23
Part 3 Regional Preparedness
24
How to prepare? Mainstreaming
  • What is mainstreaming?
  • Integration of concerns on adaptation to current
    and future impacts of climate change in on-going
    sectoral and development planning and
    decision-making
  • Why is mainstreaming necessary?
  • To ensure that current projects are no longer at
    risk from climate change
  • To ensure that future projects are consciously
    aimed at reducing vulnerability
  • To use resources effectively and efficiently
  • To ensure consistency between national/local
    priorities and adaptation needs

25
Approaches for Mainstreaming
  • Entry points
  • National Communications, NAPAs
  • Incorporating adaptation concerns in national
    Poverty Reduction Strategy Papers (PRSP),
    National Environmental Action Plans (NEAP), and
    Millennium Development Goal (MDG) plans
  • Integrating in national economic planning and
    budgetary processes
  • Strengthening coordination on adaptation issues
    among sectors
  • Linking adaptation strategies with disaster risk
    management

26
Progress on Mainstreaming
  • Most National Communications are strongly skewed
    towards GHG inventories/mitigation.
  • NAPA process in some LDCs (e.g., Bangladesh)
    seems to have served as catalyst in mainstreaming
    adaptation concerns at least in planning stages
  • Development agencies have just begun to support
    mainstreaming efforts (WB, GTZ, OECD, JBIC etc)

27
Coverage on adaptation policies and measures as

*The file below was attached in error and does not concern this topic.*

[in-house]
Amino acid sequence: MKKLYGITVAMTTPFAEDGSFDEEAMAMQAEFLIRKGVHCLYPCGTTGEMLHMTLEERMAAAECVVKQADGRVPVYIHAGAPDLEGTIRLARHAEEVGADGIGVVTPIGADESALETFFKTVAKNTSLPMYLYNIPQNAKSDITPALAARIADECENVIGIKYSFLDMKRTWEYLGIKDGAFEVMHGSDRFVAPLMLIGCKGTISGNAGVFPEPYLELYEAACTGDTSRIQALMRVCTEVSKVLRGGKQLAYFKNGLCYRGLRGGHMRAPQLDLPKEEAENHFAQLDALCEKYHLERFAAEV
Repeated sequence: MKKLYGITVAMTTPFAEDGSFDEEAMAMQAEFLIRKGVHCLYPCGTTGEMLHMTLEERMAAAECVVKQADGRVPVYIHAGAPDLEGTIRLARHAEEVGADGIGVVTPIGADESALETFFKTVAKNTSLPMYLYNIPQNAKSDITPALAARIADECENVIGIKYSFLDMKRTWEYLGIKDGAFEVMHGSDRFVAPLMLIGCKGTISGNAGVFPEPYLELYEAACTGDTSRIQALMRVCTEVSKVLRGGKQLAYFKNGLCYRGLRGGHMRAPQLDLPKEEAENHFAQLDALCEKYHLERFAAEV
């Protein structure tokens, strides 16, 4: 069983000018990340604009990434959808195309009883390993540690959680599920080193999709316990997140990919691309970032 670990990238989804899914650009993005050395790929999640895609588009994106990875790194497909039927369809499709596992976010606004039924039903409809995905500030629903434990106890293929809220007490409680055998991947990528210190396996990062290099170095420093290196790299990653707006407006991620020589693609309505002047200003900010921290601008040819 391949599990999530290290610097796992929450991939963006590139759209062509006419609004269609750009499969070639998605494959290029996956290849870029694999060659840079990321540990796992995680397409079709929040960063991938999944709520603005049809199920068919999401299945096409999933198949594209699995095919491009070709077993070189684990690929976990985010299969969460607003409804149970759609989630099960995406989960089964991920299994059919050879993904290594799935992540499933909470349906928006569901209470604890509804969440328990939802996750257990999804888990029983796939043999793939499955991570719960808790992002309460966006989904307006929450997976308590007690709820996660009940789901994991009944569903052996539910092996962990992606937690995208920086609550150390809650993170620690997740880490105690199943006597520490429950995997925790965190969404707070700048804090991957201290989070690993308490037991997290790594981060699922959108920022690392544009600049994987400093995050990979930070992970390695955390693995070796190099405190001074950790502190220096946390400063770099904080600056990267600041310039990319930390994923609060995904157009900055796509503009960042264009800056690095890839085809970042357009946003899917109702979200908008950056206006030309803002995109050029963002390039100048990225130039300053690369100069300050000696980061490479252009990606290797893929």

reflected by number of pages in National
Communications of selected Asian countries
Source Ancha Srinivasan 2006
28
Mainstreaming Gaps and Concerns (1)
  • Lack of awareness among policy makers about
    climate change impacts and their economic and
    social implications in each sector.
  • Mismatch between the temporal and spatial scales
    of climate change projections and information
    needs of sector planners
  • Very few climate models can predict rainfall
    patterns in Asian countries with certainty or on
    timescales relevant to policy makers

29
Mainstreaming Gaps and Concerns (2)
  • Institutional fragmentation and resulting
    communication barriers among ministries
  • Different ministries are involved in
  • vulnerability and adaptation assessment,
  • disaster risk management,
  • rural development,
  • poverty alleviation, and
  • land-use regulation
  • Lack of ownership of an adaptive approach to
    future risks due to donor-driven projects

30
So, what is the statue of preparedness?
  • Increasing attention has begun to be paid to
    adaptation, while the current international
    climate regime is largely geared toward
    mitigation so far.
  • To move forward, several challenges remain.
  • Negotiation challenges
  • Financing challenges
  • Mainstreaming challenges

31
Way Forward (1)
  • Climate regime should enhance the focus on
    adaptation to a similar level, if not more, as
    that of mitigation.
  • Mobilising additional resources for adaptation
  • Building human and institutional capacity
  • Strengthening support for more detailed
    vulnerability assessment
  • Practical, on-the-ground demonstrations on
    promising mainstreaming options, rather than
    theoretical approaches
  • Supporting efforts to document such
    demonstrations as a way to promote capacity
    building
  • Database on Local Coping strategy at UNFCCC site
    http//maindb.unfccc.int/public/adaptation/

32
Way Forward (2)
  • UNFCCC and other organisations to play catalytic
    role in exchange of experiences, and in
    facilitating the development of region-wide and
    sector-wide approaches
  • Promoting synergies among climate, development
    and disaster risk management mechanisms to
    develop seamless, efficient efforts to deal with
    climate hazards
  • International level
  • Domestic level

33
Thank You.
34
Projected Emissions from Annex I and Non-Annex I
Parties and Stabilization Paths
Note Calculated by AIM
Large reduction in global GHG emissions are
necessary.
35
All Sectors and regions have the potential to
contribute